The pro-Russian Telegram channel Fighterbomber, associated with the Russian Air and Space Force, published a video of air-bombs with Universal Gliding and Correction Modules (UMPK) being dropped by a Russian bomber aircraft. The location of this attack was geolocated, and it likely targeted either the village of Krynky or the town of Beryslav. The bombs were dropped from a distance of approximately 50 kilometers, a common range for such bombs. Ukrainian officials claim that the range of UMPK air-dropped bombs makes them a formidable weapon that is almost impossible to intercept.

Western Assistance

Boeing and Saab have issued a statement indicating by the end of 2023, they will supply Ukraine with GLSDB (Ground-Launched Small Diameter Bombs) for MLRS with a range of up to 150 kilometers. It is quite possible that we will only learn about their arrival after their first strike against enemy targets.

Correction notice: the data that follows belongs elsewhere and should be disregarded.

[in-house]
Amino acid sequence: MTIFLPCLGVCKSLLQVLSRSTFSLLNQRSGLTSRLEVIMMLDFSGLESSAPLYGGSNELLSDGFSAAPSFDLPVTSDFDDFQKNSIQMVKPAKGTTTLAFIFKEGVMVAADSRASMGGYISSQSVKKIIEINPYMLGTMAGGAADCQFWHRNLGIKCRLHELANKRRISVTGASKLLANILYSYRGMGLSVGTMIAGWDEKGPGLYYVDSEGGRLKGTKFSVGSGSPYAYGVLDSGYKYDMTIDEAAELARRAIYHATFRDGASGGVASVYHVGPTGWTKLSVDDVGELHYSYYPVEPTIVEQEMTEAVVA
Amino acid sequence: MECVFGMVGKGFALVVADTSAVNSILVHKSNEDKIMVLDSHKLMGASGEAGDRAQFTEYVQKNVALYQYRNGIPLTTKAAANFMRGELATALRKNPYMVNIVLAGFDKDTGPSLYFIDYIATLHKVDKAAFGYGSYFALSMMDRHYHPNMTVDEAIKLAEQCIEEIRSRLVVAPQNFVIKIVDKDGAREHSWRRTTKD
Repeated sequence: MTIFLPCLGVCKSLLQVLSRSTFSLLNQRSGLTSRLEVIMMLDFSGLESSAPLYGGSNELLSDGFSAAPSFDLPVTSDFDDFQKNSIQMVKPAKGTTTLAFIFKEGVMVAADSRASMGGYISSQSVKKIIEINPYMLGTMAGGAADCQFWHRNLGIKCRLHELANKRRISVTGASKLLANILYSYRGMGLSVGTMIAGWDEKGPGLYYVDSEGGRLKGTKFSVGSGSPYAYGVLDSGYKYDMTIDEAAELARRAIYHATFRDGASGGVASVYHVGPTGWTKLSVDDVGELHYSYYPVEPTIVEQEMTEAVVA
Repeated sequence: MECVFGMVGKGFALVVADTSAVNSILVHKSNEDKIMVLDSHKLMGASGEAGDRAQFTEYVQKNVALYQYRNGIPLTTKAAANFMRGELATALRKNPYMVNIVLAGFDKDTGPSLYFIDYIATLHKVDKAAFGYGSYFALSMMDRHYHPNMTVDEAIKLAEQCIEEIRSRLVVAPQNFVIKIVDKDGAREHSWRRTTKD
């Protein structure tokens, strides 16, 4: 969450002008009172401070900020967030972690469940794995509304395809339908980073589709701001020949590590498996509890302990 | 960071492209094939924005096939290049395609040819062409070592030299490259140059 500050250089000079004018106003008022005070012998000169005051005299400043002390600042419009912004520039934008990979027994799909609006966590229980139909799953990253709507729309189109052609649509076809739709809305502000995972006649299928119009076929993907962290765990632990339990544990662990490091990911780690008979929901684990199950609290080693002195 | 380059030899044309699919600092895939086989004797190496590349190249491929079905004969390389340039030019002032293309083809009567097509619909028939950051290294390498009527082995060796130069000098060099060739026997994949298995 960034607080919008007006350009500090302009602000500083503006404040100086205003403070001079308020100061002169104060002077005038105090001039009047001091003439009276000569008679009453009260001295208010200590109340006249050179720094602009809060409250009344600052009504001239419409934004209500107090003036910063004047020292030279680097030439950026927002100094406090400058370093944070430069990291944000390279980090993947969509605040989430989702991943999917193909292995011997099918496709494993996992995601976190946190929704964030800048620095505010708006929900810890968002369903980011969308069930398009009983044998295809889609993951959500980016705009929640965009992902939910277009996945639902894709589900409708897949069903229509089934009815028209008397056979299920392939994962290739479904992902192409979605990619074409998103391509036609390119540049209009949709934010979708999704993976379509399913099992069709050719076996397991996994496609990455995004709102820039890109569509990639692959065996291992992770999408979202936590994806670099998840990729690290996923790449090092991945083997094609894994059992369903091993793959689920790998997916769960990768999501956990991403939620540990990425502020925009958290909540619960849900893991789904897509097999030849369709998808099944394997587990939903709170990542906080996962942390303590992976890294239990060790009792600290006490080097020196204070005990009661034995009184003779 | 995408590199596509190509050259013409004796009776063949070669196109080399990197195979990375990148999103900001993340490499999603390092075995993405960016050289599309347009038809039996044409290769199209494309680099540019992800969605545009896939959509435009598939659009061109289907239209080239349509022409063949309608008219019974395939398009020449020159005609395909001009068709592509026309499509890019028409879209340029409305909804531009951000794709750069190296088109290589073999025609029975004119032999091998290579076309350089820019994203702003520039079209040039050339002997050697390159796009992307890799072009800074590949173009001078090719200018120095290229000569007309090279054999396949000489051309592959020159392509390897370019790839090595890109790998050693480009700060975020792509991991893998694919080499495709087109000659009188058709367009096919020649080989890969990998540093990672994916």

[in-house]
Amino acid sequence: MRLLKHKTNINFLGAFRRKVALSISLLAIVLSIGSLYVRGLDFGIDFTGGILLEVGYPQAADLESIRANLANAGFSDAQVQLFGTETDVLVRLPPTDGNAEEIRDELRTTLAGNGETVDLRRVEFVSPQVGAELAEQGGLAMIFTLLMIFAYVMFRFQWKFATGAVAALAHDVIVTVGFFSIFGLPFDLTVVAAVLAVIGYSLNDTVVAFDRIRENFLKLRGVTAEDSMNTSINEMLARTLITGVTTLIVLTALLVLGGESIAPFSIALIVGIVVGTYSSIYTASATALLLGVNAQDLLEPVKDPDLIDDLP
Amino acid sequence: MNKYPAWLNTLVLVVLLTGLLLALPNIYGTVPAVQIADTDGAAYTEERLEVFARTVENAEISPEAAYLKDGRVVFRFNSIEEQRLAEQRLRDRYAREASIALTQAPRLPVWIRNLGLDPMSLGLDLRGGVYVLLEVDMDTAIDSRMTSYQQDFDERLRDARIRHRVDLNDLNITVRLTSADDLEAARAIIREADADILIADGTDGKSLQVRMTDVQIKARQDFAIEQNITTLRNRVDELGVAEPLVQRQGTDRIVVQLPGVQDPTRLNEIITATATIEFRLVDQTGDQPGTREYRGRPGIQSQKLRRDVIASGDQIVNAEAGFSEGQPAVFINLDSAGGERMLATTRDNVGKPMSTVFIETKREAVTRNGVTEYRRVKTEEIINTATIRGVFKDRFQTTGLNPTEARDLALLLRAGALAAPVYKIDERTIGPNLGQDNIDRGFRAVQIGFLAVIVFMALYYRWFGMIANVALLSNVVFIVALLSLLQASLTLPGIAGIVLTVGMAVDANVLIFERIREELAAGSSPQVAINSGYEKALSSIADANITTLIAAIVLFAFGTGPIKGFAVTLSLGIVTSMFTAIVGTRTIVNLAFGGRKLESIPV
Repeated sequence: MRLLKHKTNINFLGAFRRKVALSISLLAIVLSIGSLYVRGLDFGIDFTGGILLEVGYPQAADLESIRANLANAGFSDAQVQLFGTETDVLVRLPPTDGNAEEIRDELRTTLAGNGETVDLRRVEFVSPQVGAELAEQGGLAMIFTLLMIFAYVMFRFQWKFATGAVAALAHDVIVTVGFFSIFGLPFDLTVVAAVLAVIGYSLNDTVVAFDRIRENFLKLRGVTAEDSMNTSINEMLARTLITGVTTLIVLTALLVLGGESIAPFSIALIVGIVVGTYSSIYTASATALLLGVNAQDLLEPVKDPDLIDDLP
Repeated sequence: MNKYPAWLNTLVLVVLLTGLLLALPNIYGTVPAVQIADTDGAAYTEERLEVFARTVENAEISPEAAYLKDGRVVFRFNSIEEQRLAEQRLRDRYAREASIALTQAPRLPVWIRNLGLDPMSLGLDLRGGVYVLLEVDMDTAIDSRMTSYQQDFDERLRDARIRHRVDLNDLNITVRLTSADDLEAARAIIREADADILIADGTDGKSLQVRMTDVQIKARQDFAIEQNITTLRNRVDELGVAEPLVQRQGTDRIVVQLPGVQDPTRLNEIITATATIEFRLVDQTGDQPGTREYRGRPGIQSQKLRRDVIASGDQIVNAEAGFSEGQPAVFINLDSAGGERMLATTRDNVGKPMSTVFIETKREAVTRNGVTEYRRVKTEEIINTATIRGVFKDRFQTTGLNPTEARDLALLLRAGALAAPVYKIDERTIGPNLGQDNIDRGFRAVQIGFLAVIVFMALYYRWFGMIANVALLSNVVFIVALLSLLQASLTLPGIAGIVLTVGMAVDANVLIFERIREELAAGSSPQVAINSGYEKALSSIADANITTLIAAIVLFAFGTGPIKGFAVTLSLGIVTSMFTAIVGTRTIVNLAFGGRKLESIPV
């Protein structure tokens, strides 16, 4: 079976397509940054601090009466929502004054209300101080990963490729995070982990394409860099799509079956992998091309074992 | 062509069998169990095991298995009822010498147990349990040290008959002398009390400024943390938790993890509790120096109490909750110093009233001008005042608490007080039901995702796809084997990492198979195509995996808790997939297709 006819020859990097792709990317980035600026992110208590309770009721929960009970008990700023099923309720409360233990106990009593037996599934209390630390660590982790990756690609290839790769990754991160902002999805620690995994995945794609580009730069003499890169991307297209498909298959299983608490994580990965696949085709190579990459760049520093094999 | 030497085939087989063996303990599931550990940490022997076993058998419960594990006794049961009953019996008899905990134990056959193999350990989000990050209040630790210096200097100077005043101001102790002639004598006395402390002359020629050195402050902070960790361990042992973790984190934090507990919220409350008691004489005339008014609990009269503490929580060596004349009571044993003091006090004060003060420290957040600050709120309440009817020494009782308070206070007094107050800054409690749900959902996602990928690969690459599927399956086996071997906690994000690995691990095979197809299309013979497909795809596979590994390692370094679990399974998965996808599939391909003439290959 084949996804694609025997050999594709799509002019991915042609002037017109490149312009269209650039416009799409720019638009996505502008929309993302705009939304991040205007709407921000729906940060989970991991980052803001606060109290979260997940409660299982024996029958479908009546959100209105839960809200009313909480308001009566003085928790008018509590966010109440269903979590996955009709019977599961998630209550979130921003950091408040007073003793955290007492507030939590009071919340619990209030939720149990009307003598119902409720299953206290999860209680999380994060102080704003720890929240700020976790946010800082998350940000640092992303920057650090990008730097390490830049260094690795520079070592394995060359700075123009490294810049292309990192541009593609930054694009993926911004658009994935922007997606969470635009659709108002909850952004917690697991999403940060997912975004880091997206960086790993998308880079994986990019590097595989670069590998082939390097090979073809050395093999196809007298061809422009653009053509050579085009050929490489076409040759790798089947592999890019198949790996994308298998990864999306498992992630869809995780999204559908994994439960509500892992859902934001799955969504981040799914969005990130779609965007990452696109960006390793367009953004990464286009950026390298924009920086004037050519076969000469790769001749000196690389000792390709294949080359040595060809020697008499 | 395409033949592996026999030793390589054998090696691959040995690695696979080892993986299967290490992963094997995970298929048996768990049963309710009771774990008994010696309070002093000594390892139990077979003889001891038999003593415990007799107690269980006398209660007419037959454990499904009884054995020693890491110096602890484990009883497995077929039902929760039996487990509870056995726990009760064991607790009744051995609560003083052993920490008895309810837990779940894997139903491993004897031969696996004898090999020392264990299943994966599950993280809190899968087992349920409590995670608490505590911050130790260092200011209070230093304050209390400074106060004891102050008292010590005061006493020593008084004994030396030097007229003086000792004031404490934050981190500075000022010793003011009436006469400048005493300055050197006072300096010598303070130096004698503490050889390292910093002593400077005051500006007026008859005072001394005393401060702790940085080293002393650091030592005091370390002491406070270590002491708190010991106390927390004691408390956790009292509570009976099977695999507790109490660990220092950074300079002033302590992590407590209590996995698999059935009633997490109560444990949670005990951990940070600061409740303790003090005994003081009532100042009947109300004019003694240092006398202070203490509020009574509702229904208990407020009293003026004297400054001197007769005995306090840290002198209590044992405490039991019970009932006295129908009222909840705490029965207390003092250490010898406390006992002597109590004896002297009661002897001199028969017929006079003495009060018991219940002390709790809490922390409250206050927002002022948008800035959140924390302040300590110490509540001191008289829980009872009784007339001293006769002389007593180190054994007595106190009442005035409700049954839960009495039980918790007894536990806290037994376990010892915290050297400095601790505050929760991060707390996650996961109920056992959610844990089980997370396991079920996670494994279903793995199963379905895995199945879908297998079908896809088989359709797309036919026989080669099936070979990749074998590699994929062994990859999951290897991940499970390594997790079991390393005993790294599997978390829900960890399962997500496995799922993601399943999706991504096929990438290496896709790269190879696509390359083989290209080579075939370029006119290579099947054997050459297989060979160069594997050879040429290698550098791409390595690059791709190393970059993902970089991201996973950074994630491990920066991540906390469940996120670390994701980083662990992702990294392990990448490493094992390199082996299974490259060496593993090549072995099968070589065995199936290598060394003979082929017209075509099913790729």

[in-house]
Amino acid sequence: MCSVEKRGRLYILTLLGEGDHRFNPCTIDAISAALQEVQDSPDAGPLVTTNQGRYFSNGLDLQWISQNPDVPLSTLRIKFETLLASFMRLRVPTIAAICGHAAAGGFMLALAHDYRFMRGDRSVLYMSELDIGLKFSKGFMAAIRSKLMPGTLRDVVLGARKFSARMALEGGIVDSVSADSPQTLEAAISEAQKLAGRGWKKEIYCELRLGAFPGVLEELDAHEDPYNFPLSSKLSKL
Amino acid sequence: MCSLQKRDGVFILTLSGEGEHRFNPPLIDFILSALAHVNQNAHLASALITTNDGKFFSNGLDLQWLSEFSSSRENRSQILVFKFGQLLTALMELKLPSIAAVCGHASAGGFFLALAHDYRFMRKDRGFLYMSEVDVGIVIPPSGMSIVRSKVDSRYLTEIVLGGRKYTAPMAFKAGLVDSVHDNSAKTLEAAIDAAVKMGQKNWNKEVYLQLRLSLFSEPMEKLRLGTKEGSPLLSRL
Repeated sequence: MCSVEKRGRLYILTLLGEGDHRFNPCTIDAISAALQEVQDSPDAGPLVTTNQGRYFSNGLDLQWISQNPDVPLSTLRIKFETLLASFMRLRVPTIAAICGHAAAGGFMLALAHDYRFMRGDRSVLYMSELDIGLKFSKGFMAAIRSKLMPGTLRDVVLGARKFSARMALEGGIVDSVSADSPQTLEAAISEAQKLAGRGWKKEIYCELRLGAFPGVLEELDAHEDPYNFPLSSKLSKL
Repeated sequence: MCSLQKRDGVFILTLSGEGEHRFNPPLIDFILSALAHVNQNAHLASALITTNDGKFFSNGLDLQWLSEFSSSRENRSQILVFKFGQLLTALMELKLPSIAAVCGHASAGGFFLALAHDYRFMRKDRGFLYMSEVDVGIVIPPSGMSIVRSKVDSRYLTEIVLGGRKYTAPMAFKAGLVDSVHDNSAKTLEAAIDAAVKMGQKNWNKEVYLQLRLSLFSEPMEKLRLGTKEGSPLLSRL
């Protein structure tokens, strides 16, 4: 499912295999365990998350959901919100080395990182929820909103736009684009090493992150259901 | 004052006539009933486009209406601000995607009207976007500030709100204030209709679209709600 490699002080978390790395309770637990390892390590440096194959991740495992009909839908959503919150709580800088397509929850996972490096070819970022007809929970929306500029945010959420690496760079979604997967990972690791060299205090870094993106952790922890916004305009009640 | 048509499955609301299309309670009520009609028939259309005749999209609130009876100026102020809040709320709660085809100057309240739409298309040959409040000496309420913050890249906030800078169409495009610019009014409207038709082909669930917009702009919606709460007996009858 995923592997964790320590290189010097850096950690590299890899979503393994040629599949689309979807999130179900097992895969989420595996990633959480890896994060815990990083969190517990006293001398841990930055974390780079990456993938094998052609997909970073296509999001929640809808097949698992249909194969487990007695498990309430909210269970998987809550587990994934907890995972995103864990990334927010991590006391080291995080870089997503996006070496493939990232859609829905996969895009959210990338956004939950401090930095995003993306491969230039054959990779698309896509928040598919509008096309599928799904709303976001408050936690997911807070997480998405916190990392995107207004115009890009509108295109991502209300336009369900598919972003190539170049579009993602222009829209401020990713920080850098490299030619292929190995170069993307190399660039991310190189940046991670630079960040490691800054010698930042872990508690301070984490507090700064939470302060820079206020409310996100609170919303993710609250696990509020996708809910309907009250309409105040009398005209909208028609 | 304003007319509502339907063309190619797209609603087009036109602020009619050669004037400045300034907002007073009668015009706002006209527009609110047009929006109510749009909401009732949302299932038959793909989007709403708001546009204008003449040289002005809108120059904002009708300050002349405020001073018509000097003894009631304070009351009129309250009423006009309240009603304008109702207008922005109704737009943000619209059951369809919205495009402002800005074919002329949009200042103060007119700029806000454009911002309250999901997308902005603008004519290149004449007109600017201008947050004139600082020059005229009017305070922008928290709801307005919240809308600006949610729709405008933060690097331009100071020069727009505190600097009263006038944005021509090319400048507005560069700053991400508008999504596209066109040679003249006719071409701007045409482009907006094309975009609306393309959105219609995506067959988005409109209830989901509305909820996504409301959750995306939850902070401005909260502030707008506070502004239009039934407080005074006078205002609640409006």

Once again, Hungary blocked the decision to provide an eighth tranche of aid worth 500 million euros for Ukraine. Representatives of the country demand legal guarantees that Ukraine will not change its decision to remove the OTP bank from its sponsors of war list.

The pro-war Russian Telegram channel Voyevoda Veschaet posted a message expressing condolences and displaying photos of Russian pilots, who were shot down by friendly fire, with mourning ribbons. This post serves as confirmation of the destruction of a Russian Air Force Mil Mi-8 helicopter, as reported by the Fighterbomber Telegram channel on Oct. 22.